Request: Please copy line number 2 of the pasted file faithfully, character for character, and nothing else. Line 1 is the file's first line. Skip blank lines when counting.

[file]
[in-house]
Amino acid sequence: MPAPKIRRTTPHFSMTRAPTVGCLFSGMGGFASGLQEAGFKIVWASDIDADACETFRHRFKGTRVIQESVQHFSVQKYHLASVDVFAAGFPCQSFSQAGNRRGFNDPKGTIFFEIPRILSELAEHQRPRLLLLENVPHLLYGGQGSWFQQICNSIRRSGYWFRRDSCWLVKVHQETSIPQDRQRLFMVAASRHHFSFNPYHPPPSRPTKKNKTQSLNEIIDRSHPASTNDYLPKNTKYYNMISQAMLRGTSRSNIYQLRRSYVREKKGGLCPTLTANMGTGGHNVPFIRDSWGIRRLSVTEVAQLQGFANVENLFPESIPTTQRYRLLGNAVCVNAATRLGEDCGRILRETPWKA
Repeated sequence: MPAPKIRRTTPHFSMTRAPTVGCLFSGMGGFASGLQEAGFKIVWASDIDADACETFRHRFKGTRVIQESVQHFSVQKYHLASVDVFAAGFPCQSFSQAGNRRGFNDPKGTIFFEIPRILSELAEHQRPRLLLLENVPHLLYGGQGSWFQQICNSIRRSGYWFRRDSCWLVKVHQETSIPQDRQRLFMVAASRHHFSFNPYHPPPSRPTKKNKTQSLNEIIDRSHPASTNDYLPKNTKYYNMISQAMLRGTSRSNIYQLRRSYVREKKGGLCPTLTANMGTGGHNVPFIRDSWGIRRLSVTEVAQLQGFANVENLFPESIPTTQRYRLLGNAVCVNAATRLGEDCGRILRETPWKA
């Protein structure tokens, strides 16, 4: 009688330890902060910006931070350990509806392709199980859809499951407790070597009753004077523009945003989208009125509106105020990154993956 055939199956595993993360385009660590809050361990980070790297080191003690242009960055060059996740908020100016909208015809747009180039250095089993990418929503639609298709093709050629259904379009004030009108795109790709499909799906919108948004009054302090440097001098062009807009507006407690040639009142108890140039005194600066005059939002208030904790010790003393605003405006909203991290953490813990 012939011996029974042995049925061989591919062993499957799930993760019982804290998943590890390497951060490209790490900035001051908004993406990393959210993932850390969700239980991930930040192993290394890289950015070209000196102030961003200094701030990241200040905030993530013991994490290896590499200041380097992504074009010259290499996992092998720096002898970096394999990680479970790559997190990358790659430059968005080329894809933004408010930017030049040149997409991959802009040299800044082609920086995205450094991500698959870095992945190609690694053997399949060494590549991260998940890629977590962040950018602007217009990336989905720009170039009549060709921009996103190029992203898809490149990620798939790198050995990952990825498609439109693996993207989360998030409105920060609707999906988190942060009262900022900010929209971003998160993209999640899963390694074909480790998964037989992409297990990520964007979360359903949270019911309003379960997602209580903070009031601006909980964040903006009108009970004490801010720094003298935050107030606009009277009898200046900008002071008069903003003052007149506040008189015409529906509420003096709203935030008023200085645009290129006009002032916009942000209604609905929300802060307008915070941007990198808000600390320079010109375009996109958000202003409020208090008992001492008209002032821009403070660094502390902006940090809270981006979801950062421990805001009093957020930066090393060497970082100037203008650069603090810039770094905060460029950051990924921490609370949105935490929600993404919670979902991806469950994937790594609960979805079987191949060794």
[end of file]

Amino acid sequence: MPAPKIRRTTPHFSMTRAPTVGCLFSGMGGFASGLQEAGFKIVWASDIDADACETFRHRFKGTRVIQESVQHFSVQKYHLASVDVFAAGFPCQSFSQAGNRRGFNDPKGTIFFEIPRILSELAEHQRPRLLLLENVPHLLYGGQGSWFQQICNSIRRSGYWFRRDSCWLVKVHQETSIPQDRQRLFMVAASRHHFSFNPYHPPPSRPTKKNKTQSLNEIIDRSHPASTNDYLPKNTKYYNMISQAMLRGTSRSNIYQLRRSYVREKKGGLCPTLTANMGTGGHNVPFIRDSWGIRRLSVTEVAQLQGFANVENLFPESIPTTQRYRLLGNAVCVNAATRLGEDCGRILRETPWKA